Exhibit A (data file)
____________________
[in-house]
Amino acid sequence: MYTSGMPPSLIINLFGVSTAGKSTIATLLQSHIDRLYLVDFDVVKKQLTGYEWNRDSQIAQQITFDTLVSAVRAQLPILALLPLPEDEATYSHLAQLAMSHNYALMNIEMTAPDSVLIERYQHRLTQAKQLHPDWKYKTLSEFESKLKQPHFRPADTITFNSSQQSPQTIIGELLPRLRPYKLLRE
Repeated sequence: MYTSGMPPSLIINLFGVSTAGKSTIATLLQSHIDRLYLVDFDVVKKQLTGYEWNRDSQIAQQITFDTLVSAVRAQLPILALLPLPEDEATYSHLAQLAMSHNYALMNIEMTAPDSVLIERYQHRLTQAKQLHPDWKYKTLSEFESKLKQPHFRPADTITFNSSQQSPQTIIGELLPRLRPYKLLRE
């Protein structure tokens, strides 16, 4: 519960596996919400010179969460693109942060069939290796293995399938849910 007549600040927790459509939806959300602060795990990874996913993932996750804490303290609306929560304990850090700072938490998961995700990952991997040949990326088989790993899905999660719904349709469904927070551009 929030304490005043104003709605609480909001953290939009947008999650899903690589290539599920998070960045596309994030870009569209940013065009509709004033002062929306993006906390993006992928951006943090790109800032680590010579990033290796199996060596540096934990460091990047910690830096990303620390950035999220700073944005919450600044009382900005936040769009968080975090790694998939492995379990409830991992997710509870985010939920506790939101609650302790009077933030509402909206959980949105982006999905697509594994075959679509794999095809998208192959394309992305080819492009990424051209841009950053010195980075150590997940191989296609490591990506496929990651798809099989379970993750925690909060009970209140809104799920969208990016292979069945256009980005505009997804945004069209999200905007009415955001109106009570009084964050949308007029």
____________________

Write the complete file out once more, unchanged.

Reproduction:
[in-house]
Amino acid sequence: MYTSGMPPSLIINLFGVSTAGKSTIATLLQSHIDRLYLVDFDVVKKQLTGYEWNRDSQIAQQITFDTLVSAVRAQLPILALLPLPEDEATYSHLAQLAMSHNYALMNIEMTAPDSVLIERYQHRLTQAKQLHPDWKYKTLSEFESKLKQPHFRPADTITFNSSQQSPQTIIGELLPRLRPYKLLRE
Repeated sequence: MYTSGMPPSLIINLFGVSTAGKSTIATLLQSHIDRLYLVDFDVVKKQLTGYEWNRDSQIAQQITFDTLVSAVRAQLPILALLPLPEDEATYSHLAQLAMSHNYALMNIEMTAPDSVLIERYQHRLTQAKQLHPDWKYKTLSEFESKLKQPHFRPADTITFNSSQQSPQTIIGELLPRLRPYKLLRE
């Protein structure tokens, strides 16, 4: 519960596996919400010179969460693109942060069939290796293995399938849910 007549600040927790459509939806959300602060795990990874996913993932996750804490303290609306929560304990850090700072938490998961995700990952991997040949990326088989790993899905999660719904349709469904927070551009 929030304490005043104003709605609480909001953290939009947008999650899903690589290539599920998070960045596309994030870009569209940013065009509709004033002062929306993006906390993006992928951006943090790109800032680590010579990033290796199996060596540096934990460091990047910690830096990303620390950035999220700073944005919450600044009382900005936040769009968080975090790694998939492995379990409830991992997710509870985010939920506790939101609650302790009077933030509402909206959980949105982006999905697509594994075959679509794999095809998208192959394309992305080819492009990424051209841009950053010195980075150590997940191989296609490591990506496929990651798809099989379970993750925690909060009970209140809104799920969208990016292979069945256009980005505009997804945004069209999200905007009415955001109106009570009084964050949308007029």